(adsbygoogle = window.adsbygoogle || []).push({});
Thoughts, news and information about the world as seen through RV windows
RSS icon Home icon
  • More on Tesla Fires

    Posted on March 14th, 2021 admin No comments

    A few days ago I reported on my perception of anti-Tesla bias at driving.ca. Many of the stories there focused on fires in Tesla vehicles, such as this one, where the story notes a NIO going up in flames, but shows only the Tesla video, while the headline singles out Tesla. As I said, clear bias.

    Nobody denies the fact that Tesla vehicles occasionally catch fire. But the biased reportage makes it seem that more Teslas catch fire than any other vehicle. To sidestep the bias and over-reporting of Tesla fires, let’s look at some data about other vehicles.

    https://www.nj.com/resizer/_ffGK7GUMQZxr11SbQiULyHMF_8=/1280x0/smart/advancelocal-adapter-image-uploads.s3.amazonaws.com/image.nj.com/home/njo-media/width2048/img/stark_stark/photo/2017/04/03/burning-car-09c5ba56257b92ac.jpg
    Yes, it’s on fire. No, it’s not a Tesla

    Causes of Vehicle Fires

    There are three likely causes of a vehicle fire: collision, arson, and mechanical/electrical malfunction. According to a law firm concerned with the issue, nearly 75 percent of all vehicle fires result from a mechanical or electrical glitch; roughly 17 percent are due to collisions; the remaining 8 percent are arson, and will be ignored as the vehicle cannot be considered “at fault” in such cases.

    First, some facts from FEMA, the Federal Emergency Management Agency, for fires including arson:

    • Each year, from 2014 to 2016, an estimated 171,500 highway vehicle fires occurred in the United States.
    • A vast majority—more than 142,000—were fires involving passenger vehicles
    • Approximately one in eight fires responded to by fire departments across the nation is a highway vehicle fire. This does not include the tens of thousands of fire department responses to highway vehicle accident sites (my emphasis; these are not fires due to collisions)
    • Mechanical failure was the leading factor contributing to the ignition of highway vehicle fires (45 percent).

    Spontaneous Combustion

    There are also lots of cases of “spontaneous combustion” where a vehicle is sitting at a driveway or curb and bursts into flame.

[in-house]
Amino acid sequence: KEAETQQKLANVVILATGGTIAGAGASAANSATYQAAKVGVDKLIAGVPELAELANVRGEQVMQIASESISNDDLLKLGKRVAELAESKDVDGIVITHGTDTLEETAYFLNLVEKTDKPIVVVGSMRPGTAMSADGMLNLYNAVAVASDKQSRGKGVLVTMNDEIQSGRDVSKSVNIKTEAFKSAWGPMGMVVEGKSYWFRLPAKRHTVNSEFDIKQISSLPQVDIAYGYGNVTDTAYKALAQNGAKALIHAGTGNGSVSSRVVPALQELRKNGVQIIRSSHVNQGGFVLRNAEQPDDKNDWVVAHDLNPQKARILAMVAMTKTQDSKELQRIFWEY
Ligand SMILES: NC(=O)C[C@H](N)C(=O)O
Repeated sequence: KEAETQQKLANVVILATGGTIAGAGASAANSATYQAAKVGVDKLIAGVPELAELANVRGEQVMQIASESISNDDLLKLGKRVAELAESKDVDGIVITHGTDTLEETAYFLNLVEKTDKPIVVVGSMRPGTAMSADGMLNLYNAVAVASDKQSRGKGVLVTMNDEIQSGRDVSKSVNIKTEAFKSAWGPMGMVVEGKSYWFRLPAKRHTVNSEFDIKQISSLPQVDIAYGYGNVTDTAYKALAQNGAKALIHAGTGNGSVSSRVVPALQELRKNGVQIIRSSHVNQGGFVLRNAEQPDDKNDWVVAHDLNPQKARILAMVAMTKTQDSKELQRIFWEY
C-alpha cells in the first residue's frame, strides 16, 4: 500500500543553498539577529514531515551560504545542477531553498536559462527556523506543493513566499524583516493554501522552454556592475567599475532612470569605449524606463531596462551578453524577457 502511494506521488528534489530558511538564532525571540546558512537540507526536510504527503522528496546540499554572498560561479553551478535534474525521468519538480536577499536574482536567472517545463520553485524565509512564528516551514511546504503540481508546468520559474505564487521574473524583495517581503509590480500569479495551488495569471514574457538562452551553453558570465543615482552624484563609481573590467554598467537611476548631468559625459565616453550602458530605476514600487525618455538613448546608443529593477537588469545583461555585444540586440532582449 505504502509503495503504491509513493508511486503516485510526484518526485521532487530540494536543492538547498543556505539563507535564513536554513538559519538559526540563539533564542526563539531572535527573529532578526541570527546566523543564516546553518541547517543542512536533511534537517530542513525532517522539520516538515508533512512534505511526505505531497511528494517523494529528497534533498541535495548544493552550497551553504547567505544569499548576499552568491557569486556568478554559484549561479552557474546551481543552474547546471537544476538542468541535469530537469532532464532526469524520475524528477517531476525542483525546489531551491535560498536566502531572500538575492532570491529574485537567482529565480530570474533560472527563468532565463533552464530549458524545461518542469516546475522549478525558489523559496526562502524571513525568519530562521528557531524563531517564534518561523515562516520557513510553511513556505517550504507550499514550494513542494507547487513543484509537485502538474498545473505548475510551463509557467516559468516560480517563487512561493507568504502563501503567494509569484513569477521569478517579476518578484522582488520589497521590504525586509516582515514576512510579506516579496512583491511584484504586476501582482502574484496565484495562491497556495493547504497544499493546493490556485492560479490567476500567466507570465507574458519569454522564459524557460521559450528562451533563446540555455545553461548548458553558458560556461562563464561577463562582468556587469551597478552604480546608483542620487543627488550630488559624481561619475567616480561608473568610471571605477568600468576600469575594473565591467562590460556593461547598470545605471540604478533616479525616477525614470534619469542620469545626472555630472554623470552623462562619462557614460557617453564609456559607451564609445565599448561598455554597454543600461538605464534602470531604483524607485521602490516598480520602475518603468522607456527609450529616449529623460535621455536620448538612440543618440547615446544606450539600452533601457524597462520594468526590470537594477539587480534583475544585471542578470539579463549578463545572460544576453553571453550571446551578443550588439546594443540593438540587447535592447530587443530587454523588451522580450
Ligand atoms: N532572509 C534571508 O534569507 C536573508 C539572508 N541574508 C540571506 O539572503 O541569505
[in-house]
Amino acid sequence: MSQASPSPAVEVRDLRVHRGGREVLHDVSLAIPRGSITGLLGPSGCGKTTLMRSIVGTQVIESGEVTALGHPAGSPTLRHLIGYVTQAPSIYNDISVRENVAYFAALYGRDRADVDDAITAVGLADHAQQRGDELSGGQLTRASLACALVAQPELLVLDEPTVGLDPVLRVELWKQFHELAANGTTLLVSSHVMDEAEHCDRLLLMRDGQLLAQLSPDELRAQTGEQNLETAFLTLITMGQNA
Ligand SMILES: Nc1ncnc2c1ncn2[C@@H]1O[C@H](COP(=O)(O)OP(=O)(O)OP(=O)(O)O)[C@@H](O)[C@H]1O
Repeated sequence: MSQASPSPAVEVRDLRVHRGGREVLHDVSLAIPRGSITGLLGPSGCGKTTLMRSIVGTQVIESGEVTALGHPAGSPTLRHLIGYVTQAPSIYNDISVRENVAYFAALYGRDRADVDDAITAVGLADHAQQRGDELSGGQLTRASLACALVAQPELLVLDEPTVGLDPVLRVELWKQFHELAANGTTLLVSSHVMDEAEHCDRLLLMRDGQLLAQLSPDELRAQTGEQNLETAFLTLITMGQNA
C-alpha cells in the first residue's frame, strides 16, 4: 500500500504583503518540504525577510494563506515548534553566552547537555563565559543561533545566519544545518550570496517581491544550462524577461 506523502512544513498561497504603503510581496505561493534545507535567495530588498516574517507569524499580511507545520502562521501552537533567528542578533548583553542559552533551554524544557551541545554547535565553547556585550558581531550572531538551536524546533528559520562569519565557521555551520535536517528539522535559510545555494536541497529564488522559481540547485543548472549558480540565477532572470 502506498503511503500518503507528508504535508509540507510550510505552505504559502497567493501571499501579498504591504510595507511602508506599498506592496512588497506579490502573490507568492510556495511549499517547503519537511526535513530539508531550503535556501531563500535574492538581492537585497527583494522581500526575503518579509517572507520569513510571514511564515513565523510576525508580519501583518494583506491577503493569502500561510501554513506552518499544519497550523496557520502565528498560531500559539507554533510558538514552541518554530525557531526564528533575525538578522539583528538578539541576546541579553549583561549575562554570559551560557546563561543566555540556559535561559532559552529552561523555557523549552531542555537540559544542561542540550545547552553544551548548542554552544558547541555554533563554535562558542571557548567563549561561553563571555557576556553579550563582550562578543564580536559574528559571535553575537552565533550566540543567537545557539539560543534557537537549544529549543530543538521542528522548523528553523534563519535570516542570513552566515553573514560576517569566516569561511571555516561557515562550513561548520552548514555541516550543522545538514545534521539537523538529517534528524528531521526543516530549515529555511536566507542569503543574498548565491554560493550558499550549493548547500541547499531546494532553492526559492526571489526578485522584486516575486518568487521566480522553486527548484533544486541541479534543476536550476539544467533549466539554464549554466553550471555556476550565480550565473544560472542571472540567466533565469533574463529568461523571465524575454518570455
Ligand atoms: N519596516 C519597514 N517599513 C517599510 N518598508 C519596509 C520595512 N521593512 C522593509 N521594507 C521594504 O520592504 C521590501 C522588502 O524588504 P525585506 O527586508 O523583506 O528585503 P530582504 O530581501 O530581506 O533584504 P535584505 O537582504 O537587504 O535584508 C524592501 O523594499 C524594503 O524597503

Recalls for Risk of Fire

    Likewise, there are many recalls of other vehicles for possible fire danger. Over the years, many brands have faced such recalls.

    And on, and on, and on….

    Why Only Tesla?

    With most major brands bursting into flames from time to time, why is it that only the Tesla fires go viral? While electric vehicles are no more prone to accidents or fires than gasoline-powered carsーand might be less so, according to the National Highway Traffic Safety Administration–EVs, and especially Tesla, seem to get attention far in excess of their share of the vehicle market.

    There are several possible reasons why Tesla gets negative media coverage

    1. The tall daisy – Tesla is very much in the news, to the point where thy don’t need to advertise. This makes them a prime target.
    2. Information vacuum – ” The Tesla investment narrative is starved for meaningful plot points,” as an Insider article put it. Tesla does not release much information on sales figures and profitability, leaving them vulnerable to speculation and rumour.
    3. Misinformation spread by short sellers – As the most-shorted stock in history, Tesla is subject to a deliberate smear campaign intended to drive share prices down. Many negative headlines have been traced to “leaks” by short sellers. It didn’t work; when the squeeze hit, shorters lost some $40 billion. Tough luck, guys.
    4. Misinformation spread by legacy car makers – This was more common early on, when the internal-combustion-engine (ICE) car manufacturers thought EV was a passing fad. Now they’re all trying to find the “Tesla killer” that will give them a larger share of a growing market. But if they think they can increase their share by pissing on Tesla… they will.
    5. Misinformation spread by oil and gas industry stakeholders – I see this often in social media and some blogs, where it is claimed that the energy/resources required to make an EV is far more than for any other vehicle, and that the production of EVs and batteries causes far more pollution than an ICE vehicle. It’s all nonsense and garbage, but there are people who believe it.
    6. Luddites and coal-rollers – some people just resist future trends, and cling to the past. The good old days were always better, even if they weren’t. So they gleefully share anti-Tesla and anti-EV stories and misinformation whenever they can.

    Despite all the nay-sayers, pissers, shorters, bears, and nostalgics, Tesla continues to improve its quality, sales remain high, and bankruptcy keeps being staved off.

    https://freight.cargo.site/w/1200/i/a7ee02b7d3479dda1d7e04def40af621a3d495d48ebc5b89a58284a5c39c2d07/Rolling-coal-lexicon-entry-background.jpg
    “Rolling coal” — a proud polluter and anti-EV activist
Supporting your fulltime RV adventures and aspirations